Facette said CAZA is still evaluating the rest of its standards around interactions between people and elephants, especially when it comes to "entertainment." Animal welfare is the first priority, as is the safety of people working with them, he said.
The CEO said he could not explain why the change in standards happened now, stressing he's focused on what its policies will look like going forward.
He added CBC's questions as part of its investigation provided "an opportunity" to listen to concerns.
Asked why it took so long for CAZA to align its policies with that of its U.S. counterpart, he said "Canadian standards are for Canadian facilities."
Facette also said he couldn't comment on whether or not CAZA's standards had failed the worker at African Lion Safari who was seriously hurt because he had not read the Ontario Ministry of Labour's report about the attack, which has been available since last year.
The park and ministry have dealt with the incident, he explained when questioned about why he hadn't seen it.
"Move on," Facette said. "There's no sense in CAZA getting involved in specific, small incidents that the provincial regulator is comfortable with."
The CEO said he rejects the premise that if CAZA's standard did not allow for elephant rides, the handler would not have been injured because the situation where the attack happened could not have existed.
"We don't know that," said Facette, adding another accident could have happened somewhere else. "It's supposition to suggest that if this didn't happen, then that wouldn't happen."
Ending rides 'eliminates' the risk
But Matlow said the dangers of rides and other interactions with elephants have long been clear.
"Obviously allowing visitors to get in an enclosure with a potentially dangerous and stressed wild animal to ride them presents serious safety risks, so removing this activity eliminates this risk," she explained.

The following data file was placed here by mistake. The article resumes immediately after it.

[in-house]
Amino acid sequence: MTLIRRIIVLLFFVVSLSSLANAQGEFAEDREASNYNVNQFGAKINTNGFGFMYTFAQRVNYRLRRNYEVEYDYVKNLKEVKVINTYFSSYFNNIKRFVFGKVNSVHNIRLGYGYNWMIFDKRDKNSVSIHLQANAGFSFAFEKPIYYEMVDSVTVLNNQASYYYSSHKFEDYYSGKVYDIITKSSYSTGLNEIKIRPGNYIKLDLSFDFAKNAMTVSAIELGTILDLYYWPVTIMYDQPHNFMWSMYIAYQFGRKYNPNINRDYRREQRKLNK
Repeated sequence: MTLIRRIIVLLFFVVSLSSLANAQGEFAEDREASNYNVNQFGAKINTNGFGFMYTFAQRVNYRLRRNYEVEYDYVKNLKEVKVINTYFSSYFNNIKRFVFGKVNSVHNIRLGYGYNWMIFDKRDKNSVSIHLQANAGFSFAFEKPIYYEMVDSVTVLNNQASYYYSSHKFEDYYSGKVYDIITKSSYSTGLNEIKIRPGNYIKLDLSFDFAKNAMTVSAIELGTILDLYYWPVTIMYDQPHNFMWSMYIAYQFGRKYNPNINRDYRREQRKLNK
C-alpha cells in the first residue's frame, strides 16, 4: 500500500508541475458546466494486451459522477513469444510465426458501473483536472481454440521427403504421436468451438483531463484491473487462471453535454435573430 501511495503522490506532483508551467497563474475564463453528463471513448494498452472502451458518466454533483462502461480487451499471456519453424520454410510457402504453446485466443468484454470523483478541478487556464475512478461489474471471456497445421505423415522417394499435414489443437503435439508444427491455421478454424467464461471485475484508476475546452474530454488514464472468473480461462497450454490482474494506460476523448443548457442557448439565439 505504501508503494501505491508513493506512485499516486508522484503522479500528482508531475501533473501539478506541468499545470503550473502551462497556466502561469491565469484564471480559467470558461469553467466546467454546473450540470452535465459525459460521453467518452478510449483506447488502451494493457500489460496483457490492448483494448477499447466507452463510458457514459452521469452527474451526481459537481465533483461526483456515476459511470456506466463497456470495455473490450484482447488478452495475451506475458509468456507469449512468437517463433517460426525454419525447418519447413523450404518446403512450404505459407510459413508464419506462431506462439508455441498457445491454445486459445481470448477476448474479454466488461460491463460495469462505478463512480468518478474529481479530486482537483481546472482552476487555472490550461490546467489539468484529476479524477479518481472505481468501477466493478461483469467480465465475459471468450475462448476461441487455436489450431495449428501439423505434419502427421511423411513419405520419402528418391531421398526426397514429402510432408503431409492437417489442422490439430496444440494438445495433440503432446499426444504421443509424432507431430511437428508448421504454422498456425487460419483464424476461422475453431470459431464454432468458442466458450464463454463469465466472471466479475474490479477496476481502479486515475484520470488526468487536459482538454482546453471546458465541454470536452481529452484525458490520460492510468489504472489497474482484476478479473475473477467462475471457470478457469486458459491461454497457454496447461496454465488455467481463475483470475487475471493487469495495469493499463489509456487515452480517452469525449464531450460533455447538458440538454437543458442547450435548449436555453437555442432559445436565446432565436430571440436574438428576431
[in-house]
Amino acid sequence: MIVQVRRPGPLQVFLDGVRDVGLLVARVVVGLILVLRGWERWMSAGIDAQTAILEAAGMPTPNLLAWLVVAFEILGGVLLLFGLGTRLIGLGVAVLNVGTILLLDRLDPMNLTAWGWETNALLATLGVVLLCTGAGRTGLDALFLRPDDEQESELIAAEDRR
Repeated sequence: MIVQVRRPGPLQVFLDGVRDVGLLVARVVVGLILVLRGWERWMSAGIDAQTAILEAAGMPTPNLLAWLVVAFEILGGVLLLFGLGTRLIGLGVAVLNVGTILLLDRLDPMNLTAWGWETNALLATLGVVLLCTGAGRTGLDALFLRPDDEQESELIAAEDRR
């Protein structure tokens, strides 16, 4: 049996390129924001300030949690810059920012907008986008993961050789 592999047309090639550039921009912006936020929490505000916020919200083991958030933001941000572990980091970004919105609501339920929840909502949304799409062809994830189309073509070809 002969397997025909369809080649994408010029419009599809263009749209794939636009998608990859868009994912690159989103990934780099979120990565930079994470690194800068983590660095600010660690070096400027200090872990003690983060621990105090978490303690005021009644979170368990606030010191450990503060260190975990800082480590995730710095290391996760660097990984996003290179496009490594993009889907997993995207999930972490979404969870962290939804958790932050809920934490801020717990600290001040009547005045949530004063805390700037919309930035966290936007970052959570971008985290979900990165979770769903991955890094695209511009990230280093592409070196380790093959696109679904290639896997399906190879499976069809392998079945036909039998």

"This risk should have been addressed a long time ago."
CBC's investigation also found the attack involving Maggie wasn't the first time an elephant at African Lion Safari had injured a person.
Tusko, an 18-year-old bull elephant with a history of aggression toward other animals, crushed a handler named Omer Norton to death November 1989.
A third incident is mentioned in a newspaper report from June 1992.
It describes a 14-year-old suffering a broken leg after being stepped on by an elephant as the animals were being led away following an afternoon show.
Zoo industry is 'policing itself'
That type of parade or show where elephants perform tricks is something Matlow said her organization is calling on CAZA to end as well.
Facette said he anticipates more changes could be coming as the accreditation body weighs entertainment and educational value, though he expects they won't be brought before the board until the new year.
"I think the circus act days are gone," he said.
Matlow said part of the problem with ensuring staff safety and animal welfare in Canada is the patchwork of provincial rules that govern it, and she believes national laws are needed.
"It really is the zoo industry policing itself," she explained. "These are voluntary standards; there's no independent oversight."
World-renowned primatologist Jane Goodall lent her name to a piece of proposed legislation, dubbed the Jane Goodall Act, that sought to ban keeping great apes and elephants in this country, and would have barred elephant rides.
She previously told CBC that elephant rides were "very insulting" and "demeaning" to such an intelligent animal. But the act died on the order paper at the last election.
CAZA's new standards are currently being translated and aren't available yet.
Matlow said she's waiting to see them in writing before she gets too excited, adding she hopes they'll be just a "first step."
with files from John Paul Tasker